Posts Tagged ‘Photoshop’

Clean up your photos with the Clone Stamp Tool

without comments

While I always advocate getting as much right in-camera as possible, most photos can still look better with a little touch-up in post production. It might be something in an otherwise great shot that you had no way of changing. Or it might be something you just didn't notice at the time you took the shot. But there's no foul in retouching your photos to make them look better (unless it's a strictly documentary photo).

In this article we'll look at some tips on using the clone stamp tool. This is a very useful tool for quickly and easily removing an unwanted item from an image.

Clean up your photos with the Clone Stamp Tool

Read the rest of this entry »

Written by Discover Digital Photography

May 22nd, 2016 at 4:42 pm

Daylight Long Exposure Photography Tips

without comments

Long exposure photography allows you to capture movement in a still photo, rather than just freezing a moment in time. You can capture silky smooth moving water, or clouds blurring as they move across the sky. Even blurred trails left by people as they move about.

In low light conditions, long exposure photography is quite easy. There's not much light, so exposure times will necessarily be long. But in daytime there is lots of light, and getting a shutter speed slow enough to blur anything but very fast movement can be almost impossible.

Daylight Long Exposure Photography Tips

Read the rest of this entry »

Product photography on the cheap with only one light pt. 2 – Compositing the images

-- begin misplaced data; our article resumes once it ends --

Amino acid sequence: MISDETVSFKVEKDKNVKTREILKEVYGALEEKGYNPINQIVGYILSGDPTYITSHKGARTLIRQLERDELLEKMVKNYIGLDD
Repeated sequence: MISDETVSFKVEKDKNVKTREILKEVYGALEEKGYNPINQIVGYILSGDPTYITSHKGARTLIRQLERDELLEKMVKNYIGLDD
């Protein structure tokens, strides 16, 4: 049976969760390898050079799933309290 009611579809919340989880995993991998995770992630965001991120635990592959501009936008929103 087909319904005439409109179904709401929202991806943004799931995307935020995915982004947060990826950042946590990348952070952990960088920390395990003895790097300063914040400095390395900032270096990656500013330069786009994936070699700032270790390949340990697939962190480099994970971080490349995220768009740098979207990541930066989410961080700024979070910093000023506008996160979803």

without comments

In the previous article Product photography on the cheap with only one light pt. 1 - Taking the photo, we looked at taking multiple photos of a product using only one light, and lighting each shot differently. The next step is to combine those images into a single image, which will look like it has been shot with multiple lights.

The final photo will look like this:

Final product photo

Read the rest of this entry »

Written by Discover Digital Photography

September 30th, 2013 at 1:50 pm

A faster way to create slit scan style photos of rotating objects

without comments

Slit scan photography is a technique where a slowly moving shutter is used. When combined with subject movement, this can result in quite abstract images where the subject becomes stretched out over the photo.

Slit-scan style photo of a Vase of daffodil flowers rotating on a turntable

I covered how to create a slit scan style photo of an object rotating on a turntable in my post Slit Scan Object Photography How To. At the time I wrote that article, I didn't have a camera that could record video. I now do, and have found that using video greatly speeds up the process of recording the needed images.

Read the rest of this entry »

Written by Discover Digital Photography

March 18th, 2013 at 4:07 pm

How to get people or traffic free photos

without comments

Famous locations (such as the Eiffel Tower in France and Mesa Arch in Utah, for example) can make great photographic subjects. But the problem is, there are likely to be plenty of other people there as well, getting in your shot. Even relatively unknown tourist destinations can get pretty busy.